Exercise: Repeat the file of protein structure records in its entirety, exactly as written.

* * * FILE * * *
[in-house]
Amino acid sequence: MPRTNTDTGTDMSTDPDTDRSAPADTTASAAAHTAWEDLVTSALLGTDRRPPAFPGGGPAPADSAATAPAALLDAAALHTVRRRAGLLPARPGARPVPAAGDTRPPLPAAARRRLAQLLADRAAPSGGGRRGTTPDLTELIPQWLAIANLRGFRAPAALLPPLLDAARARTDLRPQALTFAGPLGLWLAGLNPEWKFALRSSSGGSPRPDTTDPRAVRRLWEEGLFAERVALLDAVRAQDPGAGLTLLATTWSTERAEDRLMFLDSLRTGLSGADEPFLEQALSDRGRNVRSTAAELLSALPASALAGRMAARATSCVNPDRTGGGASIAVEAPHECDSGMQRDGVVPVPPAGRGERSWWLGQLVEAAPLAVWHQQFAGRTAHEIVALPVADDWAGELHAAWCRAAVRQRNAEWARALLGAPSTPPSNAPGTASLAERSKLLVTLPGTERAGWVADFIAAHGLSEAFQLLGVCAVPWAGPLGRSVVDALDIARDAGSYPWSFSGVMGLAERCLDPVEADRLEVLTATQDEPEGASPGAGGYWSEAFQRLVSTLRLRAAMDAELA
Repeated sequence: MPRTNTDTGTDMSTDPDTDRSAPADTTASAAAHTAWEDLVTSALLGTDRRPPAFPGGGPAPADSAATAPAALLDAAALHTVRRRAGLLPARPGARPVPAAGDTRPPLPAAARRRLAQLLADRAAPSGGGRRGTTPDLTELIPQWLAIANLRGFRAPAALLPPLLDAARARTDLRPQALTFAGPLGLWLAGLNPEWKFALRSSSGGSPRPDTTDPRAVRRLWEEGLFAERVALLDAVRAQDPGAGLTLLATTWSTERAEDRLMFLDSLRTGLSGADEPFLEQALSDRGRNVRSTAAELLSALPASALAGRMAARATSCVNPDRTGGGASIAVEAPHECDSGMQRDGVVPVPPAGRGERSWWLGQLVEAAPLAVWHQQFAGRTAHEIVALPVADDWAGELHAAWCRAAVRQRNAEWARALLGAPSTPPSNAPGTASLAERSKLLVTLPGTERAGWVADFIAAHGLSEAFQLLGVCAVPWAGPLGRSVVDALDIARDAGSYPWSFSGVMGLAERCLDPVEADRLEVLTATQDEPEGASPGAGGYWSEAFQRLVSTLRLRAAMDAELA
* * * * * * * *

[in-house]
Amino acid sequence: MPRTNTDTGTDMSTDPDTDRSAPADTTASAAAHTAWEDLVTSALLGTDRRPPAFPGGGPAPADSAATAPAALLDAAALHTVRRRAGLLPARPGARPVPAAGDTRPPLPAAARRRLAQLLADRAAPSGGGRRGTTPDLTELIPQWLAIANLRGFRAPAALLPPLLDAARARTDLRPQALTFAGPLGLWLAGLNPEWKFALRSSSGGSPRPDTTDPRAVRRLWEEGLFAERVALLDAVRAQDPGAGLTLLATTWSTERAEDRLMFLDSLRTGLSGADEPFLEQALSDRGRNVRSTAAELLSALPASALAGRMAARATSCVNPDRTGGGASIAVEAPHECDSGMQRDGVVPVPPAGRGERSWWLGQLVEAAPLAVWHQQFAGRTAHEIVALPVADDWAGELHAAWCRAAVRQRNAEWARALLGAPSTPPSNAPGTASLAERSKLLVTLPGTERAGWVADFIAAHGLSEAFQLLGVCAVPWAGPLGRSVVDALDIARDAGSYPWSFSGVMGLAERCLDPVEADRLEVLTATQDEPEGASPGAGGYWSEAFQRLVSTLRLRAAMDAELA
Repeated sequence: MPRTNTDTGTDMSTDPDTDRSAPADTTASAAAHTAWEDLVTSALLGTDRRPPAFPGGGPAPADSAATAPAALLDAAALHTVRRRAGLLPARPGARPVPAAGDTRPPLPAAARRRLAQLLADRAAPSGGGRRGTTPDLTELIPQWLAIANLRGFRAPAALLPPLLDAARARTDLRPQALTFAGPLGLWLAGLNPEWKFALRSSSGGSPRPDTTDPRAVRRLWEEGLFAERVALLDAVRAQDPGAGLTLLATTWSTERAEDRLMFLDSLRTGLSGADEPFLEQALSDRGRNVRSTAAELLSALPASALAGRMAARATSCVNPDRTGGGASIAVEAPHECDSGMQRDGVVPVPPAGRGERSWWLGQLVEAAPLAVWHQQFAGRTAHEIVALPVADDWAGELHAAWCRAAVRQRNAEWARALLGAPSTPPSNAPGTASLAERSKLLVTLPGTERAGWVADFIAAHGLSEAFQLLGVCAVPWAGPLGRSVVDALDIARDAGSYPWSFSGVMGLAERCLDPVEADRLEVLTATQDEPEGASPGAGGYWSEAFQRLVSTLRLRAAMDAELA